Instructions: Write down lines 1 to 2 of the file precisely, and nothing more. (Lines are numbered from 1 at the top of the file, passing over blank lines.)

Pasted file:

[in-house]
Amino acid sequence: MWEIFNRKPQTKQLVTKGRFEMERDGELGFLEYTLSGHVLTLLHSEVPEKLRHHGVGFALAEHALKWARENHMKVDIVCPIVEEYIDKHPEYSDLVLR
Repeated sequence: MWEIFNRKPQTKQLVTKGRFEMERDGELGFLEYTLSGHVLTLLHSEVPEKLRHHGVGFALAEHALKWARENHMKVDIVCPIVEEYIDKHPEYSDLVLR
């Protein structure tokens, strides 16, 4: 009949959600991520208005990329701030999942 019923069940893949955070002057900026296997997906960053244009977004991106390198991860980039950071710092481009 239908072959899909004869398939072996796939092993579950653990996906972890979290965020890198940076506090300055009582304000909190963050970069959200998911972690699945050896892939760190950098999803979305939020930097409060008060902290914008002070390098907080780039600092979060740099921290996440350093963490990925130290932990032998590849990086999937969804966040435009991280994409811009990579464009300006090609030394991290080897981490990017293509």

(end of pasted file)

[in-house]
Amino acid sequence: MWEIFNRKPQTKQLVTKGRFEMERDGELGFLEYTLSGHVLTLLHSEVPEKLRHHGVGFALAEHALKWARENHMKVDIVCPIVEEYIDKHPEYSDLVLR